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A reader writes:
Can the company I work for tell us that we have to answer our cell phones while we are on vacation? I asked if I would get vacation time back if I do, and the answer was no. They say because they pay the phone bill, we have to answer the calls no matter what.
I thought the purpose of a vacation is that you unplug from work.
This is one of those issues where the question of what's legal is different from the question of what's smart.
Let's tackle the legality first: Yes, in the U.S., it's legal for your employer to require this. Because no law requires employers to give paid vacation time, your employer can structure the paid time-off they offer however they like: They can say that you can take the time as long you answer your cell phone, or as long as you check email once a day, or as long as you perform an interpretative dance report on your vacation when you return.
I confirmed this with Bryan Cavanaugh, a St. Louis-based employment attorney, who says, "Because the position is exempt and also because no law requires an employer to give employees vacation time, then the employer can require employees to answer the phone while on vacation. Moreover, the employer does not have to pay the employee additional wages or reimburse vacation time for the employee's doing so. The reader is discovering there are two types of vacations: those in which the employer says have a good time but be available to answer questions and handle urgent matters that may come up, and the rare type ... in which the employee can get away with being truly unreachable on vacation."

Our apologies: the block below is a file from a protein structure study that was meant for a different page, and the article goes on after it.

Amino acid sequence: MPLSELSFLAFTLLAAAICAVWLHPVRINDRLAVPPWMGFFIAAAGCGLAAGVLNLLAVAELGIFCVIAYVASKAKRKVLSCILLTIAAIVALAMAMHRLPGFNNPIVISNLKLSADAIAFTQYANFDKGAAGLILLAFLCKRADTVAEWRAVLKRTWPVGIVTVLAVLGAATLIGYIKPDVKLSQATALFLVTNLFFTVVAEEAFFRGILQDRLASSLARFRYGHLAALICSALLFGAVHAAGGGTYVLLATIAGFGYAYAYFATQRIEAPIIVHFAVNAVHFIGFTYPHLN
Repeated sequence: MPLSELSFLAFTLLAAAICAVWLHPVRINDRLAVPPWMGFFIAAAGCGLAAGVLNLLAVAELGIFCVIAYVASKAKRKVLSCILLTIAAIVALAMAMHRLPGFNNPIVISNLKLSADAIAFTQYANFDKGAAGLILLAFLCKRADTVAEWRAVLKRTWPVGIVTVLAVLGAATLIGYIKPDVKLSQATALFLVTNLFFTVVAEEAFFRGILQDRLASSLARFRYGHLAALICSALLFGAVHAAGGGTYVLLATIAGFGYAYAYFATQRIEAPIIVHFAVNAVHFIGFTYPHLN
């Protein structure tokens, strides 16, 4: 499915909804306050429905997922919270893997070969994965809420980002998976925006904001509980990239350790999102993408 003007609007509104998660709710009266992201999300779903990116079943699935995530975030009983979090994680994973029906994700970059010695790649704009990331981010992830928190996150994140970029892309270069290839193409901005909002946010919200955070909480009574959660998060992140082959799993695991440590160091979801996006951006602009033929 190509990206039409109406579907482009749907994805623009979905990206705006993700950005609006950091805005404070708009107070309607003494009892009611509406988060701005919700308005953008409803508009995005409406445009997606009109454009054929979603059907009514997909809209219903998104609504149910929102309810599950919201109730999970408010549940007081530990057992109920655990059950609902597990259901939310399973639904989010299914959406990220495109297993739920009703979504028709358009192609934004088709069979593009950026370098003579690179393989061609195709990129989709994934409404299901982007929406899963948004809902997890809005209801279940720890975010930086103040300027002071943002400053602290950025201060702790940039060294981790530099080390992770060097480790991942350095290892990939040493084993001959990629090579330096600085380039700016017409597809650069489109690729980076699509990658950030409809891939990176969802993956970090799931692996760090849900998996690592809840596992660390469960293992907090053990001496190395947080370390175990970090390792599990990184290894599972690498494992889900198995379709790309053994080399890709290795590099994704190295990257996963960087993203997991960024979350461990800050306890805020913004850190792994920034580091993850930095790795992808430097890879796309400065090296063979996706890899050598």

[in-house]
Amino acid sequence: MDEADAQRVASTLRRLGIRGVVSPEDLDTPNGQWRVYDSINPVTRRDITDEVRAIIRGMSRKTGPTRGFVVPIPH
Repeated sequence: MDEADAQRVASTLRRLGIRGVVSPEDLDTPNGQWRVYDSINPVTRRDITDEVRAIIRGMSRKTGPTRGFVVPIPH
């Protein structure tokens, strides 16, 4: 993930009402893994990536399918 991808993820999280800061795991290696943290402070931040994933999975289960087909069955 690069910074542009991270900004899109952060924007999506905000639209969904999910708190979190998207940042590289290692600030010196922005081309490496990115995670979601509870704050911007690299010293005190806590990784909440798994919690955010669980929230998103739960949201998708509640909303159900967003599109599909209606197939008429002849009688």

So basically, it's up to your company whether to offer you vacation time or not, and if they choose to offer it, they can put restrictions on it.
Legally speaking, that is.
Now, is it smart? Maybe, maybe not. It depends on a whole bunch of factors, like the nature of the work you do and whether the vacation was planned in advance or last-minute and when exactly you're taking the time off. (I've certainly told people before that the only way they could take a particular week they wanted was if they were willing to answer emergency calls because something important was happening that week.)
But assuming that it's planned out in advance and you negotiate the timing with your boss, the vast majority are jobs are ones where people should able to get away totally uninterrupted for a week or two. And smart employers will encourage that, because they should want people to return to work refreshed and recharged.
In any case, assuming that you're not springing this time off on them at the last minute and that haven't chosen an especially bad time to be away, talk to them about (a) what you'll do in advance to ensure your work is covered while you're away (if applicable) and (b) why uninterrupted vacation time matters.
And if that doesn't work, then you can always explain that you're going somewhere without reliable cell phone coverage and that you'll be difficult or impossible to reach most of the time.
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